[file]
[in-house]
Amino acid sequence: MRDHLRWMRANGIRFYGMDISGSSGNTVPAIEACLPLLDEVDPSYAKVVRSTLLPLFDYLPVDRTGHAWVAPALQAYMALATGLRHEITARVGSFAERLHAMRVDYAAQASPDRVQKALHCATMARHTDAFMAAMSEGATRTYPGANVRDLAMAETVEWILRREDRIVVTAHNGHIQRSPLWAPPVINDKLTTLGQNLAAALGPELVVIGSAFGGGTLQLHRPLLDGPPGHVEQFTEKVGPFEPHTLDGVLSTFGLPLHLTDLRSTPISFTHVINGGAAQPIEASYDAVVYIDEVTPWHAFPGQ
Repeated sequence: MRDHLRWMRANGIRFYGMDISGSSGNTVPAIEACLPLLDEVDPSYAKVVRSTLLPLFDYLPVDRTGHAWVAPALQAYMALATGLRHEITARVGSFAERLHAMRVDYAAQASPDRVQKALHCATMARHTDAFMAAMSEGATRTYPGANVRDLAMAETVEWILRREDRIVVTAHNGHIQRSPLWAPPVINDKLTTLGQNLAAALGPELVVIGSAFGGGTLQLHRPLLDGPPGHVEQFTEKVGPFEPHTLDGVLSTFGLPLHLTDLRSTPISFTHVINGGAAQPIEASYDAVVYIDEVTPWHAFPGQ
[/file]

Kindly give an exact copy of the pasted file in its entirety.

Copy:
[in-house]
Amino acid sequence: MRDHLRWMRANGIRFYGMDISGSSGNTVPAIEACLPLLDEVDPSYAKVVRSTLLPLFDYLPVDRTGHAWVAPALQAYMALATGLRHEITARVGSFAERLHAMRVDYAAQASPDRVQKALHCATMARHTDAFMAAMSEGATRTYPGANVRDLAMAETVEWILRREDRIVVTAHNGHIQRSPLWAPPVINDKLTTLGQNLAAALGPELVVIGSAFGGGTLQLHRPLLDGPPGHVEQFTEKVGPFEPHTLDGVLSTFGLPLHLTDLRSTPISFTHVINGGAAQPIEASYDAVVYIDEVTPWHAFPGQ
Repeated sequence: MRDHLRWMRANGIRFYGMDISGSSGNTVPAIEACLPLLDEVDPSYAKVVRSTLLPLFDYLPVDRTGHAWVAPALQAYMALATGLRHEITARVGSFAERLHAMRVDYAAQASPDRVQKALHCATMARHTDAFMAAMSEGATRTYPGANVRDLAMAETVEWILRREDRIVVTAHNGHIQRSPLWAPPVINDKLTTLGQNLAAALGPELVVIGSAFGGGTLQLHRPLLDGPPGHVEQFTEKVGPFEPHTLDGVLSTFGLPLHLTDLRSTPISFTHVINGGAAQPIEASYDAVVYIDEVTPWHAFPGQ